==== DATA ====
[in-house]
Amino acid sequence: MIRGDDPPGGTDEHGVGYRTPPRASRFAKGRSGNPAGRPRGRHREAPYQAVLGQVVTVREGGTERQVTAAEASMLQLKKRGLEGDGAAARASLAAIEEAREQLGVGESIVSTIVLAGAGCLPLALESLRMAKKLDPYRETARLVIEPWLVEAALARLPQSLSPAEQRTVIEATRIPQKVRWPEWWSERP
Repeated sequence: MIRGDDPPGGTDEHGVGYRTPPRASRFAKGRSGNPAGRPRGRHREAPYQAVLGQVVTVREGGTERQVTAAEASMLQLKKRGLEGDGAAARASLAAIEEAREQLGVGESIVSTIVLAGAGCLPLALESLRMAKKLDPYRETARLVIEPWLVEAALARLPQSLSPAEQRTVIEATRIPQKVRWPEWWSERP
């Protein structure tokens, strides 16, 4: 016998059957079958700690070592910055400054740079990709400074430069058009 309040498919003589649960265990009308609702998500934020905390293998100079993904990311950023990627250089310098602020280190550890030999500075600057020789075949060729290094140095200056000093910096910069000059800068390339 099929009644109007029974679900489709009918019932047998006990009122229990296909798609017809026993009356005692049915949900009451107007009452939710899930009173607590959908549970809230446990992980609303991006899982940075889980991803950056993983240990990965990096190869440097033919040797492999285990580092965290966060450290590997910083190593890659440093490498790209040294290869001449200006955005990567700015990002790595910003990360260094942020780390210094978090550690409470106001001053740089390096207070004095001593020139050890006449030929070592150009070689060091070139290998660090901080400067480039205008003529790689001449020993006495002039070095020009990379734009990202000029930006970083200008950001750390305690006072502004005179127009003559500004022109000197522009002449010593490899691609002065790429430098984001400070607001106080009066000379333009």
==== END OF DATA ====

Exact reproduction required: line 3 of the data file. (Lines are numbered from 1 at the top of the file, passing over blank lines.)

Repeated sequence: MIRGDDPPGGTDEHGVGYRTPPRASRFAKGRSGNPAGRPRGRHREAPYQAVLGQVVTVREGGTERQVTAAEASMLQLKKRGLEGDGAAARASLAAIEEAREQLGVGESIVSTIVLAGAGCLPLALESLRMAKKLDPYRETARLVIEPWLVEAALARLPQSLSPAEQRTVIEATRIPQKVRWPEWWSERP